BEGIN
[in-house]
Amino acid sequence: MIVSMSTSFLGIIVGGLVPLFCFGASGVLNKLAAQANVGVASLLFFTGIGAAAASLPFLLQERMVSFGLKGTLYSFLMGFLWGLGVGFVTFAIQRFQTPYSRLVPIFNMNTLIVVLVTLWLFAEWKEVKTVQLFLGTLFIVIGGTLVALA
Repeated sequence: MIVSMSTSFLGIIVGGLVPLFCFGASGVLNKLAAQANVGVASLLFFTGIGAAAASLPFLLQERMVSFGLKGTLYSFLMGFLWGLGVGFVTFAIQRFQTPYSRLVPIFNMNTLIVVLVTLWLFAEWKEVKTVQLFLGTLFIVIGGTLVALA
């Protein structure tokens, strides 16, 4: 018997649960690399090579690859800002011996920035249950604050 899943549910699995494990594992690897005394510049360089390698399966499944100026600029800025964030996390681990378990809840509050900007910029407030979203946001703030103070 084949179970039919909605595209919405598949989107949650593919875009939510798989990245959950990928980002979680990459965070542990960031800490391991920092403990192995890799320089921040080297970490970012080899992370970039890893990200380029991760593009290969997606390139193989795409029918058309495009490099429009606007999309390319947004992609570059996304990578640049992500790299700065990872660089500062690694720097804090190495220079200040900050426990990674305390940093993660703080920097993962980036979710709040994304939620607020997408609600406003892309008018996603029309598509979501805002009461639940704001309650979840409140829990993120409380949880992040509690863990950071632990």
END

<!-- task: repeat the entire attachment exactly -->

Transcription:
[in-house]
Amino acid sequence: MIVSMSTSFLGIIVGGLVPLFCFGASGVLNKLAAQANVGVASLLFFTGIGAAAASLPFLLQERMVSFGLKGTLYSFLMGFLWGLGVGFVTFAIQRFQTPYSRLVPIFNMNTLIVVLVTLWLFAEWKEVKTVQLFLGTLFIVIGGTLVALA
Repeated sequence: MIVSMSTSFLGIIVGGLVPLFCFGASGVLNKLAAQANVGVASLLFFTGIGAAAASLPFLLQERMVSFGLKGTLYSFLMGFLWGLGVGFVTFAIQRFQTPYSRLVPIFNMNTLIVVLVTLWLFAEWKEVKTVQLFLGTLFIVIGGTLVALA
């Protein structure tokens, strides 16, 4: 018997649960690399090579690859800002011996920035249950604050 899943549910699995494990594992690897005394510049360089390698399966499944100026600029800025964030996390681990378990809840509050900007910029407030979203946001703030103070 084949179970039919909605595209919405598949989107949650593919875009939510798989990245959950990928980002979680990459965070542990960031800490391991920092403990192995890799320089921040080297970490970012080899992370970039890893990200380029991760593009290969997606390139193989795409029918058309495009490099429009606007999309390319947004992609570059996304990578640049992500790299700065990872660089500062690694720097804090190495220079200040900050426990990674305390940093993660703080920097993962980036979710709040994304939620607020997408609600406003892309008018996603029309598509979501805002009461639940704001309650979840409140829990993120409380949880992040509690863990950071632990």